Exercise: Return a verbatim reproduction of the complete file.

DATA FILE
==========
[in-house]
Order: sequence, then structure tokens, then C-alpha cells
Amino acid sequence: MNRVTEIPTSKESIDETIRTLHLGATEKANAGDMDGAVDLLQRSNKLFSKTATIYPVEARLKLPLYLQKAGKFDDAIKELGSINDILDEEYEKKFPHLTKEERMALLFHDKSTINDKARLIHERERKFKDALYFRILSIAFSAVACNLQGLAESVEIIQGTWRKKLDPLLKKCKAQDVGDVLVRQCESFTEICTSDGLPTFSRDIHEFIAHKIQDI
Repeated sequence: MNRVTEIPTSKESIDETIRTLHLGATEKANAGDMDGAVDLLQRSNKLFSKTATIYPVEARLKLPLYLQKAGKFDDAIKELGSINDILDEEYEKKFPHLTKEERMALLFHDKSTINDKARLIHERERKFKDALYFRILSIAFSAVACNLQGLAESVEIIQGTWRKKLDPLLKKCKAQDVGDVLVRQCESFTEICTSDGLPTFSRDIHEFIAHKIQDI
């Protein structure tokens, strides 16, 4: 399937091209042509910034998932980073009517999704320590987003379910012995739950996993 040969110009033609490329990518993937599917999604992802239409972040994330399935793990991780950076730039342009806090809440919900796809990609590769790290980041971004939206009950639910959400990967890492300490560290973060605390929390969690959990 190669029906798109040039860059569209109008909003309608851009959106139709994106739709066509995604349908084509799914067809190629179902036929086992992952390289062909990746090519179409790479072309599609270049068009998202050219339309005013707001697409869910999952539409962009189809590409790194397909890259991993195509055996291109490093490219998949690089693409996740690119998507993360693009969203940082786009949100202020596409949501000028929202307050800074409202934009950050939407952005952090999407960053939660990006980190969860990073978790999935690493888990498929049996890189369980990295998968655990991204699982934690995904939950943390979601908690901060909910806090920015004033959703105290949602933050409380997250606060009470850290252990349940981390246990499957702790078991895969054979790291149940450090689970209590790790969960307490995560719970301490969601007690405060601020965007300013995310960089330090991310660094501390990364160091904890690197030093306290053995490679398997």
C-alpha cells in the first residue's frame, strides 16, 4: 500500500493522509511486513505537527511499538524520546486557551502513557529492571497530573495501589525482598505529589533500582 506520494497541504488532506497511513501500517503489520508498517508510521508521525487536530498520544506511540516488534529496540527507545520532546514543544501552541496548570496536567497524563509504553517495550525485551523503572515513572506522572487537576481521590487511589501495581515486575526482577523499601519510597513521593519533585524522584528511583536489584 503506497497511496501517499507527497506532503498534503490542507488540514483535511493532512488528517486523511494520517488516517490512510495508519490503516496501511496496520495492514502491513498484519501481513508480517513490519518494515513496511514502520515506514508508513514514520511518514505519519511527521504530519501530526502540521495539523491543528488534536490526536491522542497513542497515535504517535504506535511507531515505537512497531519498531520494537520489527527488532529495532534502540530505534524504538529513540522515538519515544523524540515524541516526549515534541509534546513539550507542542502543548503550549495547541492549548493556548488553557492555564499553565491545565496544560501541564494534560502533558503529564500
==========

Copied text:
[in-house]
Order: sequence, then structure tokens, then C-alpha cells
Amino acid sequence: MNRVTEIPTSKESIDETIRTLHLGATEKANAGDMDGAVDLLQRSNKLFSKTATIYPVEARLKLPLYLQKAGKFDDAIKELGSINDILDEEYEKKFPHLTKEERMALLFHDKSTINDKARLIHERERKFKDALYFRILSIAFSAVACNLQGLAESVEIIQGTWRKKLDPLLKKCKAQDVGDVLVRQCESFTEICTSDGLPTFSRDIHEFIAHKIQDI
Repeated sequence: MNRVTEIPTSKESIDETIRTLHLGATEKANAGDMDGAVDLLQRSNKLFSKTATIYPVEARLKLPLYLQKAGKFDDAIKELGSINDILDEEYEKKFPHLTKEERMALLFHDKSTINDKARLIHERERKFKDALYFRILSIAFSAVACNLQGLAESVEIIQGTWRKKLDPLLKKCKAQDVGDVLVRQCESFTEICTSDGLPTFSRDIHEFIAHKIQDI
């Protein structure tokens, strides 16, 4: 399937091209042509910034998932980073009517999704320590987003379910012995739950996993 040969110009033609490329990518993937599917999604992802239409972040994330399935793990991780950076730039342009806090809440919900796809990609590769790290980041971004939206009950639910959400990967890492300490560290973060605390929390969690959990 190669029906798109040039860059569209109008909003309608851009959106139709994106739709066509995604349908084509799914067809190629179902036929086992992952390289062909990746090519179409790479072309599609270049068009998202050219339309005013707001697409869910999952539409962009189809590409790194397909890259991993195509055996291109490093490219998949690089693409996740690119998507993360693009969203940082786009949100202020596409949501000028929202307050800074409202934009950050939407952005952090999407960053939660990006980190969860990073978790999935690493888990498929049996890189369980990295998968655990991204699982934690995904939950943390979601908690901060909910806090920015004033959703105290949602933050409380997250606060009470850290252990349940981390246990499957702790078991895969054979790291149940450090689970209590790790969960307490995560719970301490969601007690405060601020965007300013995310960089330090991310660094501390990364160091904890690197030093306290053995490679398997």
C-alpha cells in the first residue's frame, strides 16, 4: 500500500493522509511486513505537527511499538524520546486557551502513557529492571497530573495501589525482598505529589533500582 506520494497541504488532506497511513501500517503489520508498517508510521508521525487536530498520544506511540516488534529496540527507545520532546514543544501552541496548570496536567497524563509504553517495550525485551523503572515513572506522572487537576481521590487511589501495581515486575526482577523499601519510597513521593519533585524522584528511583536489584 503506497497511496501517499507527497506532503498534503490542507488540514483535511493532512488528517486523511494520517488516517490512510495508519490503516496501511496496520495492514502491513498484519501481513508480517513490519518494515513496511514502520515506514508508513514514520511518514505519519511527521504530519501530526502540521495539523491543528488534536490526536491522542497513542497515535504517535504506535511507531515505537512497531519498531520494537520489527527488532529495532534502540530505534524504538529513540522515538519515544523524540515524541516526549515534541509534546513539550507542542502543548503550549495547541492549548493556548488553557492555564499553565491545565496544560501541564494534560502533558503529564500